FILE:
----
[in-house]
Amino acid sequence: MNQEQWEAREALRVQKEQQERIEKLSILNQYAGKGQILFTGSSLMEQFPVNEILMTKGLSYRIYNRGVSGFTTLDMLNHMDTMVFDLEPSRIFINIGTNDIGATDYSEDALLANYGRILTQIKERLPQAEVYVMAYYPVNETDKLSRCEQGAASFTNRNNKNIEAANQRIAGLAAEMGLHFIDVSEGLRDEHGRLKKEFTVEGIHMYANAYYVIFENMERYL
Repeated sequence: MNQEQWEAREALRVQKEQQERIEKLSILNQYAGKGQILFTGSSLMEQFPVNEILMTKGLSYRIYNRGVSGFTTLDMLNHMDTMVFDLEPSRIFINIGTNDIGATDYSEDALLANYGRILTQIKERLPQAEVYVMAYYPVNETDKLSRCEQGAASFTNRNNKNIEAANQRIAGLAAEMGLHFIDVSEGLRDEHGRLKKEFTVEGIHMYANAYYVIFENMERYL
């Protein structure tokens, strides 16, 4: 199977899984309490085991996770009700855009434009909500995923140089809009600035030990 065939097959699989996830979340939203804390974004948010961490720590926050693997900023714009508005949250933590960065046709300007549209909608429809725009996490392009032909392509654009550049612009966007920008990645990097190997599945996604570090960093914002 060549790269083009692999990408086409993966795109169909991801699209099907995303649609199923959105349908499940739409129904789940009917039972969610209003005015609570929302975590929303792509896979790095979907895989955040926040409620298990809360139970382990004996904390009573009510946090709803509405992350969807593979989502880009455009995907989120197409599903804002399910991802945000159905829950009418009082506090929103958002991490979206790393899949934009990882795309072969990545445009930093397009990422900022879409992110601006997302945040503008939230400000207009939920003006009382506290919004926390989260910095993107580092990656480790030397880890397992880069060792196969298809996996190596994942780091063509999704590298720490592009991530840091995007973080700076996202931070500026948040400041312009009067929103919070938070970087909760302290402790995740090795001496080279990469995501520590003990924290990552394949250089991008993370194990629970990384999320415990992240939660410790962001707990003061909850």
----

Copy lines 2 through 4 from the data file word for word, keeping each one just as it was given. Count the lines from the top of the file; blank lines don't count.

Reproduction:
Amino acid sequence: MNQEQWEAREALRVQKEQQERIEKLSILNQYAGKGQILFTGSSLMEQFPVNEILMTKGLSYRIYNRGVSGFTTLDMLNHMDTMVFDLEPSRIFINIGTNDIGATDYSEDALLANYGRILTQIKERLPQAEVYVMAYYPVNETDKLSRCEQGAASFTNRNNKNIEAANQRIAGLAAEMGLHFIDVSEGLRDEHGRLKKEFTVEGIHMYANAYYVIFENMERYL
Repeated sequence: MNQEQWEAREALRVQKEQQERIEKLSILNQYAGKGQILFTGSSLMEQFPVNEILMTKGLSYRIYNRGVSGFTTLDMLNHMDTMVFDLEPSRIFINIGTNDIGATDYSEDALLANYGRILTQIKERLPQAEVYVMAYYPVNETDKLSRCEQGAASFTNRNNKNIEAANQRIAGLAAEMGLHFIDVSEGLRDEHGRLKKEFTVEGIHMYANAYYVIFENMERYL
């Protein structure tokens, strides 16, 4: 199977899984309490085991996770009700855009434009909500995923140089809009600035030990 065939097959699989996830979340939203804390974004948010961490720590926050693997900023714009508005949250933590960065046709300007549209909608429809725009996490392009032909392509654009550049612009966007920008990645990097190997599945996604570090960093914002 060549790269083009692999990408086409993966795109169909991801699209099907995303649609199923959105349908499940739409129904789940009917039972969610209003005015609570929302975590929303792509896979790095979907895989955040926040409620298990809360139970382990004996904390009573009510946090709803509405992350969807593979989502880009455009995907989120197409599903804002399910991802945000159905829950009418009082506090929103958002991490979206790393899949934009990882795309072969990545445009930093397009990422900022879409992110601006997302945040503008939230400000207009939920003006009382506290919004926390989260910095993107580092990656480790030397880890397992880069060792196969298809996996190596994942780091063509999704590298720490592009991530840091995007973080700076996202931070500026948040400041312009009067929103919070938070970087909760302290402790995740090795001496080279990469995501520590003990924290990552394949250089991008993370194990629970990384999320415990992240939660410790962001707990003061909850």